Professor Anne Hemingway
What it is, what it does and why this can be a test for everyone. We’re dispelling the myths and explaining the benefits for natural fertility.
A hysterosalpingogram (HSG), is an X-ray to look for abnormalities in the womb, or blockages in the fallopian tubes, which may explain why a woman is unable to get pregnant or is suffering miscarriages. Sometimes we undertake the investigation in women who have had surgery to their womb or tubes to check all is well before they try to conceive.
Who should have an HSG test?
A woman will be referred for an HSG by her fertility team. The HSG, together with ultrasound (which looks at the ovaries, the lining and wall of the womb), blood tests (which check how the ovaries are working) and her partner’s sperm test, give the fertility team a picture of what is causing subfertility and informs them how best to treat the couple.
How is an HSG performed?
The examination is undertaken in the first half of the woman’s menstrual cycle, after she has stopped bleeding. She is asked not to have intercourse from the first day of the period and until after the test to ensure she is not pregnant at the time of the examination.
It is important to remember that, for these couples, the infertility journey can be a stressful time. We should recognise that and treat them with dignity, respect and empathy.
Our emphasis is to be kind, gentle and not to rush
On arrival, the woman will be asked to change into a gown and brought to the X-ray room. After taking a brief history, the procedure is fully explained, and the woman is given time for questions and is asked to give her consent to proceed. She then lies on the X-ray table in a similar position to having a smear.
A speculum is very gently inserted into the vagina. A very soft tube or catheter is then passed into the canal that leads from the cervix to the womb. A clear liquid (called ‘contrast’) is then gently passed into the womb. It contains iodine, which can be seen on X-ray images. Using an X-ray camera the doctor watches on a TV screen as the fluid passes into the womb and the tubes. Four or five pictures are taken to make a record of what is seen.
The X-ray table may be tilted, or the patient asked to roll from side to side to help the tubes to fill. Coughing and laughter are great aids to tubal filling!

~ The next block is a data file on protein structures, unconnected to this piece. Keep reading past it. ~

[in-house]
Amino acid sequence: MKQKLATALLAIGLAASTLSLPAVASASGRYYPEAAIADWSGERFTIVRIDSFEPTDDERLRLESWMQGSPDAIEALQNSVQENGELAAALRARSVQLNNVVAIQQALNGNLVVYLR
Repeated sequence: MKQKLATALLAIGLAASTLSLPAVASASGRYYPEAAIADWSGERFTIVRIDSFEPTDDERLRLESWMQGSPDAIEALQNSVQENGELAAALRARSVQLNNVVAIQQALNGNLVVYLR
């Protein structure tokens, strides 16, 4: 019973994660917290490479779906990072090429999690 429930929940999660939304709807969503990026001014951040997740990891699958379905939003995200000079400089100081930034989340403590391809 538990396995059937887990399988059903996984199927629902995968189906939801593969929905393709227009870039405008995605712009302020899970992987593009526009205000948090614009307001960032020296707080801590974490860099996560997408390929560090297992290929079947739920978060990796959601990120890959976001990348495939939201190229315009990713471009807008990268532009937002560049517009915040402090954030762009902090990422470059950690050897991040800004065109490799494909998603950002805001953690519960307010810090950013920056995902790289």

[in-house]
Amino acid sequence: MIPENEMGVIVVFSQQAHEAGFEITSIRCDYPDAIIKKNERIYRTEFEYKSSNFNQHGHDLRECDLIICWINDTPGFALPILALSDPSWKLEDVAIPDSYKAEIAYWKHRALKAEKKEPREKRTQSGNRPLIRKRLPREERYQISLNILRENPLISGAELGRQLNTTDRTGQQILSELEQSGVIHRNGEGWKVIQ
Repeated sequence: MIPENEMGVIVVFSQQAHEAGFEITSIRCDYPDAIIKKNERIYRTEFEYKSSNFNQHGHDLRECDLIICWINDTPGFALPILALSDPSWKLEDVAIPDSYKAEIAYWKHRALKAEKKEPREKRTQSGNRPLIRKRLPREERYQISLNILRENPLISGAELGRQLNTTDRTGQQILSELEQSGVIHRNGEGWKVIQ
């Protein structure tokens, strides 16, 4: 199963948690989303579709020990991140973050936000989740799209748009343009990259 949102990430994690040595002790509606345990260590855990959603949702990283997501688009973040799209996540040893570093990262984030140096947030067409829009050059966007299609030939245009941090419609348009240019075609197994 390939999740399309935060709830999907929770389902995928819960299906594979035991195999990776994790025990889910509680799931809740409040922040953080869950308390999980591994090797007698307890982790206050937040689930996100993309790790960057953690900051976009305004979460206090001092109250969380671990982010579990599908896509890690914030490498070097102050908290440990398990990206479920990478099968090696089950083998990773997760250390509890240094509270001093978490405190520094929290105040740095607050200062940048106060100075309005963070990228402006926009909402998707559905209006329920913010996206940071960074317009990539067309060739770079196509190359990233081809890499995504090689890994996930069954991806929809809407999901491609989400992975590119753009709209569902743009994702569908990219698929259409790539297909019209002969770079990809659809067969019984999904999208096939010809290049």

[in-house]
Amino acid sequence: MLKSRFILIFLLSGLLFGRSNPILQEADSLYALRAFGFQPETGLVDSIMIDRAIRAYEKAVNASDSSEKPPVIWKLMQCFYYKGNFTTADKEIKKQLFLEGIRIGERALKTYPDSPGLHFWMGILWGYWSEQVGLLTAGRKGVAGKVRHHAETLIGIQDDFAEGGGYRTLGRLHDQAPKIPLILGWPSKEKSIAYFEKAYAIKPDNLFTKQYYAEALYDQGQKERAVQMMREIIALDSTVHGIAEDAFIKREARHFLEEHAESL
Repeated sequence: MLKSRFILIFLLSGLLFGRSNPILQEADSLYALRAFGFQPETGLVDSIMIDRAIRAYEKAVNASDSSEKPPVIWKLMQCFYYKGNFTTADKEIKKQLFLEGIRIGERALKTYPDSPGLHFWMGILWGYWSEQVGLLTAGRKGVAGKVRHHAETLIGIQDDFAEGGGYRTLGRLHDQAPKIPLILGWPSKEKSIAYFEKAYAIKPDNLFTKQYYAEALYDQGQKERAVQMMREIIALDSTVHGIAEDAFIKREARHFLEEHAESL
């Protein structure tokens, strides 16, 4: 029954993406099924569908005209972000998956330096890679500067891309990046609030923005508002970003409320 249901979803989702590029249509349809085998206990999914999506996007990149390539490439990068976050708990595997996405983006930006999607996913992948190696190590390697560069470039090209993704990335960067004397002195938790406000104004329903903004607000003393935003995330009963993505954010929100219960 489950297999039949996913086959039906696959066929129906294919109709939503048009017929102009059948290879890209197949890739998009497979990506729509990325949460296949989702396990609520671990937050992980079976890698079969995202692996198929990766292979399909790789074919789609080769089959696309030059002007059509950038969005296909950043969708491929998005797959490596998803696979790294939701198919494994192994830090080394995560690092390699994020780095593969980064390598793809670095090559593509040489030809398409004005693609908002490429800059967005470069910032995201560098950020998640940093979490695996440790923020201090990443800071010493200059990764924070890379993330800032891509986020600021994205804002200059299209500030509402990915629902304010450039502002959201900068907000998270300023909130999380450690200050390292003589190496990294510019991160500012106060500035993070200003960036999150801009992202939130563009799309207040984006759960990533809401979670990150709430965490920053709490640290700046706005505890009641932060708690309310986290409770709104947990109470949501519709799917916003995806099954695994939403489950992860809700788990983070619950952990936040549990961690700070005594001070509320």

What are the risks?
Risks are few and should be discussed in detail with the doctor undertaking the procedure.
Discomfort – patients’ pain thresholds vary. Some women don’t feel a thing, some find it uncomfortable a bit like period cramps. Only a very few, in our experience, find it very painful.
Infection – this is uncommon and most likely to occur in women who have had an infection before. In our practice all ladies are given a single dose of antibiotics to minimise this risk.
Reaction to fluid (contrast) – this is very unusual with modern contrast, we check beforehand if women have any significant allergies.
Radiation – radiologists work within very strict regulations regarding about the amount of radiation that can used and there are national guidelines to minimise any risk from radiation.
The benefits of an HSG
There are two types of fluid (contrast) we can use for an HSG – one is water soluble the other is oil soluble. There have been many anecdotal reports of enhanced natural pregnancy rates after an HSG. In 2017, a detailed study undertaken in the Netherlands proved conclusively that, in women under 38 with unexplained subfertility, an HSG with oil-based contrast resulted in higher ongoing pregnancy and live birth rates than an HSG with water soluble contrast.
So, in couples with unexplained infertility the HSG is not only diagnostic but may also offer them an increase chance of natural conception.